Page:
Our biweekly updates written by the entire Prysmatic Labs team on the Ethereum 2.0 roadmap
Massive Bug Fixes & Efficiency Improvements
The past two weeks have had our best development velocity ever, merging in dozens of critical bug fixes and efficiency improvements. We improved the efficiency of our state transition function by 400x from the naive implementation, leading to massive improvements in our runtime and our cloud testnet.
We fixed extensive number of bugs in attestation processing and in fork resolution. Previously, if there was a forked chain that went through a reorg, our system would not be able to eventually resolve. We cleaned up a variety of issues and now our cluster is a lot more stable against network partitions and unexpected faults. Using Go’s awesome cpu and memory profiling tools, we continue to find bottlenecks that will lead to a great improvement in user experience.
Increased Network Resilience
In preparation for our testnet, there has been a concerted focus on having our network to be resilient under forks. Validators and beacon nodes can go offline resulting in attestations and blocks not being able to be broadcasted and relayed to other nodes. This can lead to network forks and resolving them would be very important to bring consensus within the network. The last two weeks we have generally been focused on fixing consensus bugs in our nodes, so that in the case of a fork, our nodes are still able to eventually come to agreement on the current state of the network.
Merged Code, Pull Requests, and Issues
Optimize LMD GHOST fork-choice rule
Being able to use flamegraphs and go’s awesome profiling tools for memory and cpu usage has allowed us to find some incredible bottlenecks throughout our code base. In particular, we optimized our fork choice rule by over 20x, reducing the need to fetch the beacon chain’s state or blocks. Fork choice only depends on attestation targets, which correspond to each validator’s vote, for the purpose of vote counting. There is no need to fetch entire blocks from the DB for this purpose, as mere block hashes and slot numbers will suffice.
Our code went from this:
Greater Usability of Our Validator and Beacon Nodes
After a lot of feedback from external contributors and other developers, we have been greatly improving the usability and logging of our beacon node and validator client. Running a system and having to input a bunch of CLI flags makes for a bad experience. Users should be able to run a validator by copying a simple command and not requiring any other domain knowledge. Aside from that, our logging has become a lot more informative and useful, making it easier to know exactly what happens in the Eth2.0 runtime.
More Prysm Benchmarks!
On top of the block benchmarks team member Ivan Martinez completed last update, he has now completed the benchmarks for the epoch processing conditions we expect for the phase 0 testnet. This has allowed us to continue to look into what epoch operations need further optimization in order to ensure they are completed within the allotted time. Operations in particular like Attestation Inclusion and Crosslinks processing are extremely unoptimized and there has already been work completed on improving them.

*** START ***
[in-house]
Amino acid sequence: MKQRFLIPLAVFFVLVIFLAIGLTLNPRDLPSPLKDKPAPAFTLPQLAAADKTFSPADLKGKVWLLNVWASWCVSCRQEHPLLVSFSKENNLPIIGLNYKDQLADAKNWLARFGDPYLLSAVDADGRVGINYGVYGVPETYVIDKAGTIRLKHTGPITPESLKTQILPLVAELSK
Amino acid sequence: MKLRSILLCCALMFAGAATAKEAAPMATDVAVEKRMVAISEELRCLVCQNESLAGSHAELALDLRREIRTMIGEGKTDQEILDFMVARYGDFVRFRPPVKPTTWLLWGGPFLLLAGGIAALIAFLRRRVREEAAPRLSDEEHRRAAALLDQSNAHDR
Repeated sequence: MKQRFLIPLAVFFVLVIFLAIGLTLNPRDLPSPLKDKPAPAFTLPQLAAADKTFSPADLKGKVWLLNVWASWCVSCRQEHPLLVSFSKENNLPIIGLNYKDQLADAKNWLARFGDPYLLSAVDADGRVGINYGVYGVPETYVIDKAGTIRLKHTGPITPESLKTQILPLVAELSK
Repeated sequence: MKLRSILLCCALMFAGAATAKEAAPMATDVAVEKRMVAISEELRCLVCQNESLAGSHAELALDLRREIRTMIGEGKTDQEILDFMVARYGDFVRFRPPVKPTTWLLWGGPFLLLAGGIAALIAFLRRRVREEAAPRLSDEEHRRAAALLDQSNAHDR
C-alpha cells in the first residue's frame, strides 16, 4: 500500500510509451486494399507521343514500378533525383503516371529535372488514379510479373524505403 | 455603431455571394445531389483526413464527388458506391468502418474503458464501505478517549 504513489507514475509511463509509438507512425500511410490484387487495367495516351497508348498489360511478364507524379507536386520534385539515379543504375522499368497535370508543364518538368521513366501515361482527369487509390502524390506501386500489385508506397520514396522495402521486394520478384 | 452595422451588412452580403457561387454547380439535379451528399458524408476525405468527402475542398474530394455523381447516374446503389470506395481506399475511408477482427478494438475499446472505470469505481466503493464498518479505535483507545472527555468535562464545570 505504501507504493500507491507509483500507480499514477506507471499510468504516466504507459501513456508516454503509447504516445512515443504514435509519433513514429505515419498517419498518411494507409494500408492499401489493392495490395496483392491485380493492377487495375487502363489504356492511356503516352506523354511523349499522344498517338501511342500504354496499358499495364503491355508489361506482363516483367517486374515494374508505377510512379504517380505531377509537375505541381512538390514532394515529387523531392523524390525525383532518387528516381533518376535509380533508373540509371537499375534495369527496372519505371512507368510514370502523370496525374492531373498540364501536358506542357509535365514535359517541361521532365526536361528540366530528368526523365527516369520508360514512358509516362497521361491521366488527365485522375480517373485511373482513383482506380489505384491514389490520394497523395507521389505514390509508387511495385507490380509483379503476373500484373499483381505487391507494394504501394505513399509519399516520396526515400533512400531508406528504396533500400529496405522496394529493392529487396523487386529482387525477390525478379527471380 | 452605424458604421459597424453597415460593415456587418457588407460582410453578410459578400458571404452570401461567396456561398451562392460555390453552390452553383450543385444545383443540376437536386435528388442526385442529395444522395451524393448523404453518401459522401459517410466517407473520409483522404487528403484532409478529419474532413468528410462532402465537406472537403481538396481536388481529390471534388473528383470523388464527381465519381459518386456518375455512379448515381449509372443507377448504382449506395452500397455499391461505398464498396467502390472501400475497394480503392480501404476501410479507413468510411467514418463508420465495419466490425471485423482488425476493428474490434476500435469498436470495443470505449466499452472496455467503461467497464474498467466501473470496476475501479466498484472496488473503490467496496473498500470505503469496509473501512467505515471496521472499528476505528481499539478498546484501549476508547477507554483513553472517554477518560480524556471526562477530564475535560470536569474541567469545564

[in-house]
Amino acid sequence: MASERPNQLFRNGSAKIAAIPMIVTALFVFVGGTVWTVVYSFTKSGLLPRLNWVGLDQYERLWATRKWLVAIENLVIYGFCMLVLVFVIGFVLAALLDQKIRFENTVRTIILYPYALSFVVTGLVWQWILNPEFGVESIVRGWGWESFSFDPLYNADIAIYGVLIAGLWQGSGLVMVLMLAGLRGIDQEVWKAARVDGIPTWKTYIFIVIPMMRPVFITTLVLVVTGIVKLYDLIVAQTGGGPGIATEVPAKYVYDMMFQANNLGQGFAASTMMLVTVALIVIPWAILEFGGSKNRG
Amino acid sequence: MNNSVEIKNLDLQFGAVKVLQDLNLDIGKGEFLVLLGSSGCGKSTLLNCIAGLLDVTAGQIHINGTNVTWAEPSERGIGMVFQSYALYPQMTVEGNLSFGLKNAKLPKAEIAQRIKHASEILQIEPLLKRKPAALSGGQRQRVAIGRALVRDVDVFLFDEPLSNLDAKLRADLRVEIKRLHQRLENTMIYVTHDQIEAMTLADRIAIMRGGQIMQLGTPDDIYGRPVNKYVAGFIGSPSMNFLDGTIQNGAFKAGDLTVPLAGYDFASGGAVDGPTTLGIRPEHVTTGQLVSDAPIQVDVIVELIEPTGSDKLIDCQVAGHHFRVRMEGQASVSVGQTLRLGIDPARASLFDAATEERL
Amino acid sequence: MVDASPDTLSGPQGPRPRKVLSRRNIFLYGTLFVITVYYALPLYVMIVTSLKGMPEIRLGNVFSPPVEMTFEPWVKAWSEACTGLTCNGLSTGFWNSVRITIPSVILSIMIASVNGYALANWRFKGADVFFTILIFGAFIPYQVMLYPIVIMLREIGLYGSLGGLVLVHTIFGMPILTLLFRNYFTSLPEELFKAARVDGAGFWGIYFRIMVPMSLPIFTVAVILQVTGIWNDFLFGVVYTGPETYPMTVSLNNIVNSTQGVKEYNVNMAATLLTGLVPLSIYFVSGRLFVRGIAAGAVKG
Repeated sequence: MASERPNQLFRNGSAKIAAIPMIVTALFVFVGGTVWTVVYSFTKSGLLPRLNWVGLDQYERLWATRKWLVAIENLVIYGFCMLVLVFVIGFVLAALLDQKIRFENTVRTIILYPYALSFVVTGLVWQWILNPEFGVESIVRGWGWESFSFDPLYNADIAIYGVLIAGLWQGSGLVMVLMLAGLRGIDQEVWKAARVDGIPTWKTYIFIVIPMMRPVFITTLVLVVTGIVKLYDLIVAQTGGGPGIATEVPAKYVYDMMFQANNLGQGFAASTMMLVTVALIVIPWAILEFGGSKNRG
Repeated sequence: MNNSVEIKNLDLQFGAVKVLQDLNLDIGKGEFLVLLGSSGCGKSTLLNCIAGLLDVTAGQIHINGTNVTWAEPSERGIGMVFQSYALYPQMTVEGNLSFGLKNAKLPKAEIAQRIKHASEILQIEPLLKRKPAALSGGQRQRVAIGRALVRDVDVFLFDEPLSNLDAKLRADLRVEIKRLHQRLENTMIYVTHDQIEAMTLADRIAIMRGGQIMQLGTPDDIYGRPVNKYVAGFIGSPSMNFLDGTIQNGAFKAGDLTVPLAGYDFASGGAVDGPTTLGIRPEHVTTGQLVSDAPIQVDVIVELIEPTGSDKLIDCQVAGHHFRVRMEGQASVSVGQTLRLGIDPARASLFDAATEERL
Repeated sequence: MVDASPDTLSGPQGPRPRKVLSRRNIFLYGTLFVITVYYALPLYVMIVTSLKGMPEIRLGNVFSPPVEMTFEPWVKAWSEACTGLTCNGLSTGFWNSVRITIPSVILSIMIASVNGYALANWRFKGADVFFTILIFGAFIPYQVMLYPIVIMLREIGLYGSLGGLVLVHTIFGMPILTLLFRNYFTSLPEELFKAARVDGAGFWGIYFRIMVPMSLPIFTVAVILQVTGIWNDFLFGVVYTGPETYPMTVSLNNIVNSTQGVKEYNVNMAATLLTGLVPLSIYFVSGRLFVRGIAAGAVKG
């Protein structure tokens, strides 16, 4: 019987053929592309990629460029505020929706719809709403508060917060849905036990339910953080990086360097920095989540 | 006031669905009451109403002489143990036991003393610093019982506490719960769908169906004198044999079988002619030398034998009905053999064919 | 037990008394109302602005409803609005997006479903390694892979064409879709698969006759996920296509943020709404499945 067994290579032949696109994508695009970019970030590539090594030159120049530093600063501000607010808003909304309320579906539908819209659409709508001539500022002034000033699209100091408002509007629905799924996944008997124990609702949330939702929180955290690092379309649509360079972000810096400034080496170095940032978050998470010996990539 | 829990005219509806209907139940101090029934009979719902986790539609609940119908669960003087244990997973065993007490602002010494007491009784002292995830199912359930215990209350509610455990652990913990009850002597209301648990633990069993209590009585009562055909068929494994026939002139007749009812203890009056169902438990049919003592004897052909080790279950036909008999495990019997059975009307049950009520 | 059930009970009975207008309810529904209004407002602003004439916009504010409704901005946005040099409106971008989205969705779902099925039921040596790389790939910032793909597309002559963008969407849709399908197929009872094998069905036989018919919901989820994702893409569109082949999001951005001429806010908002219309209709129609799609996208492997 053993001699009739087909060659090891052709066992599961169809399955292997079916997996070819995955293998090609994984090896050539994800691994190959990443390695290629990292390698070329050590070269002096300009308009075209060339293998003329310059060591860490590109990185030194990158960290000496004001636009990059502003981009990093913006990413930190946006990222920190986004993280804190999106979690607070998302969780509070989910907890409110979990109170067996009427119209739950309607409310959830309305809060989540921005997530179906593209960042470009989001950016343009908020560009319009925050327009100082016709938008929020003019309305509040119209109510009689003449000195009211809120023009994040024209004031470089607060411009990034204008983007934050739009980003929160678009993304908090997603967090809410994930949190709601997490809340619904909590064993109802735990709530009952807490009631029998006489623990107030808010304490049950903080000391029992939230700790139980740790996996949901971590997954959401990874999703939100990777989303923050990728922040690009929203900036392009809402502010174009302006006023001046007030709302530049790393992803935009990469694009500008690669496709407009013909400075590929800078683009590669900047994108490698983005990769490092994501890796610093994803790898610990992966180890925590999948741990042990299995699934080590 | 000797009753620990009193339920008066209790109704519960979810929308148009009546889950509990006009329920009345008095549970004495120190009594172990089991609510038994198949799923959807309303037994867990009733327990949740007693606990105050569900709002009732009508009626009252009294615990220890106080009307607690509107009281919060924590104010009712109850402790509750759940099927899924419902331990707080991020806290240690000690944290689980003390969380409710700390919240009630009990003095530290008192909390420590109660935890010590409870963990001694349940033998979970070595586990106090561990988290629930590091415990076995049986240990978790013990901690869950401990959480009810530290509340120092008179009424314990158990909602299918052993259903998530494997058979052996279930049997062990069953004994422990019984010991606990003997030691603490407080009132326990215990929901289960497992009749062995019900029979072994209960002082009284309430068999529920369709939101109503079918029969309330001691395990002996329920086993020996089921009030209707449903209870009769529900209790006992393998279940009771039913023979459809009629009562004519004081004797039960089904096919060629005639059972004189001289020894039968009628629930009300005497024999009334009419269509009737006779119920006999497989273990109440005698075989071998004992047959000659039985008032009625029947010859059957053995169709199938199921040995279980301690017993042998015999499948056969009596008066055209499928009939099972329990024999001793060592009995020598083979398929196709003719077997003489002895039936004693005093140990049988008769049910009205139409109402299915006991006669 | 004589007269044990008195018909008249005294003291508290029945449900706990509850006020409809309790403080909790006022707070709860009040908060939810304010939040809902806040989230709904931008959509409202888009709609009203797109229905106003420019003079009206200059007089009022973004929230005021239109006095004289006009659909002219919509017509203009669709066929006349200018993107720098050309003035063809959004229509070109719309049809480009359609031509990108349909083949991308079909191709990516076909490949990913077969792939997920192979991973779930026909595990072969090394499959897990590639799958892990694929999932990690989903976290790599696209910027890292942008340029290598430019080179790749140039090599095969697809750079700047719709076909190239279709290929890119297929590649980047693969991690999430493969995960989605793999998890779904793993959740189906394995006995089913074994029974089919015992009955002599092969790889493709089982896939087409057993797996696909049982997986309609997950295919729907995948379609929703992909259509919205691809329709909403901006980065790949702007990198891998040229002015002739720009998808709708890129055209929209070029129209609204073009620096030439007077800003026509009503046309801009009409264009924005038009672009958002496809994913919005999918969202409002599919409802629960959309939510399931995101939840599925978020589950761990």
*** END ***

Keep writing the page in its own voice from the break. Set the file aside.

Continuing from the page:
Simple Serialize Caching Complete
Simple serialize that has been introduced as part of the eth 2.0 spec as a simple way to communicate and share data between nodes while supporting light clients has a tree hashing functions that creates the signature of the ssz data. These hash functions are very costly to run over large objects. Our improvement is to store serialized byte array hash and its tree hash tuples in LRU cache. That way branches of object trees that are frequently reused are cached and pulled instead of recomputed.
Full Features of v0.6 Integrated Into Runtime
Good news! There’s a freeze date for phase 0 beacon chain spec! We believe now is the time to start integrating spec v0.6 into run time. In parallel to launching a testnet, the team has been hard at work at updating our state transition functions to v0.6 to align with the spec. Following issue was created to track each core function that needs to get an update into run time. The timeline of the overall progress is 3 weeks (ETA end of May) to have v0.6 fully integrated to the run time. If you are interested to work on implementing the latest phase 0 spec, don’t hesitate to reach out to us! This is a lot of fun!
New Updates to the v0.6 Beacon Chain Spec!
So what is included in the v0.6? Spring cleaning is what the title says! Most of the changes are cleaning up and simplifying the spec logic so it can be easily understood. Deposit contract and fork choice specs are also its own files. More tests were written for the executable spec. Here is the detailed change list
Preston & Ivan at First-Ever Web3 Developers Miami Meetup
Our teammate, Preston, joined Ivan in Miami to give an overview of Ethereum 2.0 in the first ever Web3 Developers Miami Meetup and it was an incredible event!
Interested in Contributing?
We are always looking for devs interested in helping us out. If you know Go or Solidity and want to contribute to the forefront of research on Ethereum, please drop us a line and we’d be more than happy to help onboard you :).
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